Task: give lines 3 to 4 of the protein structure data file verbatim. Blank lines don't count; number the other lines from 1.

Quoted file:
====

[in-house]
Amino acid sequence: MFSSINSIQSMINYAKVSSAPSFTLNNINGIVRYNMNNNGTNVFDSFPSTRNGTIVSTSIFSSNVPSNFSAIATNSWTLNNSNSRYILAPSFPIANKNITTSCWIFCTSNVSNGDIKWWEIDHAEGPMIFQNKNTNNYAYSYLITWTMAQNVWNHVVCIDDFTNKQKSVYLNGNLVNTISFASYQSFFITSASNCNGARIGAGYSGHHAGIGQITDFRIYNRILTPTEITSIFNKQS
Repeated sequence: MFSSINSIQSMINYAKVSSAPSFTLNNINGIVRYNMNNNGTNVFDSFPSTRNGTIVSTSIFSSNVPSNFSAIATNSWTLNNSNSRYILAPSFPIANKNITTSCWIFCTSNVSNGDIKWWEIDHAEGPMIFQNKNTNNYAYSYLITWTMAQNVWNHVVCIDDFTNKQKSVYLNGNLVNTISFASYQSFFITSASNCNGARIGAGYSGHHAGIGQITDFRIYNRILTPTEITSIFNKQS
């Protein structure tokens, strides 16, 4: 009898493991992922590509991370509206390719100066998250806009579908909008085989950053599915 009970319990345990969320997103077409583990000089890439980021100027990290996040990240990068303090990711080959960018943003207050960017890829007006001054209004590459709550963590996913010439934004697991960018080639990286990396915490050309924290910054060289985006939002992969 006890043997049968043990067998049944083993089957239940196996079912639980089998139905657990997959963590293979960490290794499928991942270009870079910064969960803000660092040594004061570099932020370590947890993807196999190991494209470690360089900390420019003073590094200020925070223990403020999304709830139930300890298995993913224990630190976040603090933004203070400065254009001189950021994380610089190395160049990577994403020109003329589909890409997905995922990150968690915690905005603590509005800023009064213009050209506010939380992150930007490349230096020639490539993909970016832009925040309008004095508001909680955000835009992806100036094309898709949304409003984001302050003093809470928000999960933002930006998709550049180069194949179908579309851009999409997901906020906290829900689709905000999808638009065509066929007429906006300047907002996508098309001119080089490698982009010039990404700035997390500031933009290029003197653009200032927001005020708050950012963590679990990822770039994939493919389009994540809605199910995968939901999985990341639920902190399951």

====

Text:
Repeated sequence: MFSSINSIQSMINYAKVSSAPSFTLNNINGIVRYNMNNNGTNVFDSFPSTRNGTIVSTSIFSSNVPSNFSAIATNSWTLNNSNSRYILAPSFPIANKNITTSCWIFCTSNVSNGDIKWWEIDHAEGPMIFQNKNTNNYAYSYLITWTMAQNVWNHVVCIDDFTNKQKSVYLNGNLVNTISFASYQSFFITSASNCNGARIGAGYSGHHAGIGQITDFRIYNRILTPTEITSIFNKQS
């Protein structure tokens, strides 16, 4: 009898493991992922590509991370509206390719100066998250806009579908909008085989950053599915 009970319990345990969320997103077409583990000089890439980021100027990290996040990240990068303090990711080959960018943003207050960017890829007006001054209004590459709550963590996913010439934004697991960018080639990286990396915490050309924290910054060289985006939002992969 006890043997049968043990067998049944083993089957239940196996079912639980089998139905657990997959963590293979960490290794499928991942270009870079910064969960803000660092040594004061570099932020370590947890993807196999190991494209470690360089900390420019003073590094200020925070223990403020999304709830139930300890298995993913224990630190976040603090933004203070400065254009001189950021994380610089190395160049990577994403020109003329589909890409997905995922990150968690915690905005603590509005800023009064213009050209506010939380992150930007490349230096020639490539993909970016832009925040309008004095508001909680955000835009992806100036094309898709949304409003984001302050003093809470928000999960933002930006998709550049180069194949179908579309851009999409997901906020906290829900689709905000999808638009065509066929007429906006300047907002996508098309001119080089490698982009010039990404700035997390500031933009290029003197653009200032927001005020708050950012963590679990990822770039994939493919389009994540809605199910995968939901999985990341639920902190399951």